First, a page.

The Dailies. September 9, 2019

The Dailies. September 9, 2019

Did you work on your language today? Create any new rules of grammar or syntax? New progress on a script? New words in your lexicon?

On the other hand, do any excavating or reading or enjoying stuff you’ve already created? Do you have any favorites to share?

How did you conlang today?


3 thoughts on “The Dailies. September 9, 2019

  1. I haven’t done much conlanging lately because I made a change to my medications and have had much more migraines than usual which has prevented me from doing anything too cerebral, but while discussing the aspect reform that Sajem Tan had a while ago that removed the aspect that was widely misunderstood as equivalent to momentane, I realized that Firen could actually benefit from a momentane/instantaneous aspect.

    A quick refresher on how TAM works in Firen:

    A verb, such as zegůpaitadeskrosudu, “I used to know it”, is constructed as proximal past (ze-) + continuous aspect (gů-) + know (pait) + dissatisfactive mood (-(ad)esk) + terminative aspect (-ro) + first person, inclusive agent (-su) + third person abstract object (-du). A more elaborated translation is “There was a point not too long ago when I ceased to know it (and I’m not happy about this fact).” The present and perfective are marked by null morphemes, the indicative mood is marked by the verb ending in –a, and the unnamed default secondary aspect is also a null morpheme. The agent and object suffixes are mandatory, based on the alignment of that particular verb (“to know” being transitive, it has both). Notably, the inceptive and terminative morphemes (I’m not sure whether it’s more like a suffix or an infix so I’m just calling them morphemes) anti-harmonize with the vowel root, which makes them more phonetically prominent.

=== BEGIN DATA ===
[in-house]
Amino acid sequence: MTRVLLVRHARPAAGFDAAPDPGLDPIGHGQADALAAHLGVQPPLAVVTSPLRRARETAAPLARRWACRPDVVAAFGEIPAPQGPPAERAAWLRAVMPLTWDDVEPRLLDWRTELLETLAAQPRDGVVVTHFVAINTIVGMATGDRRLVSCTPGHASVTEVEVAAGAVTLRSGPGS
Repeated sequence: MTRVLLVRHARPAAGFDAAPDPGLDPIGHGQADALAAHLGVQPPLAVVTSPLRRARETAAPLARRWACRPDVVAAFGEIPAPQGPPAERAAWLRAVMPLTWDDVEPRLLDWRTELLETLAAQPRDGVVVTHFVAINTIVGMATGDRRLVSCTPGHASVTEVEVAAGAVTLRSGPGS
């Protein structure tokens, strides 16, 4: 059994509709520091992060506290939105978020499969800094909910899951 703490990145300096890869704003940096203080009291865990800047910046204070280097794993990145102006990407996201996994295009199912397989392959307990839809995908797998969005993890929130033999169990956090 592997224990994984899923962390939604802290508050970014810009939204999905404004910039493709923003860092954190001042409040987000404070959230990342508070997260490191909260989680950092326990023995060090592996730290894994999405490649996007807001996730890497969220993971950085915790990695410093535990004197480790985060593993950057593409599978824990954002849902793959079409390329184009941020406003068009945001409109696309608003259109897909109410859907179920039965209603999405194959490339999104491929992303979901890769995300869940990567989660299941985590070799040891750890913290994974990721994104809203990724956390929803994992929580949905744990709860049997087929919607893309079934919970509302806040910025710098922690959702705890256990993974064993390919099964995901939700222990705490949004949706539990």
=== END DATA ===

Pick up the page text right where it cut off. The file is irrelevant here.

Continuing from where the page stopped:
Currently, there are two secondary aspects (plus the lack of either), inceptive and terminative, but I thought that momentane would fit into that system quite well. So I coined a new morpheme, čo, with that meaning.

    Here’s an example of it in use: Čara fan zůhaffačozabo lan vovvu zegůjakkalubo. “Lightning broke the sky [in an instant] while the rain began to fall.”


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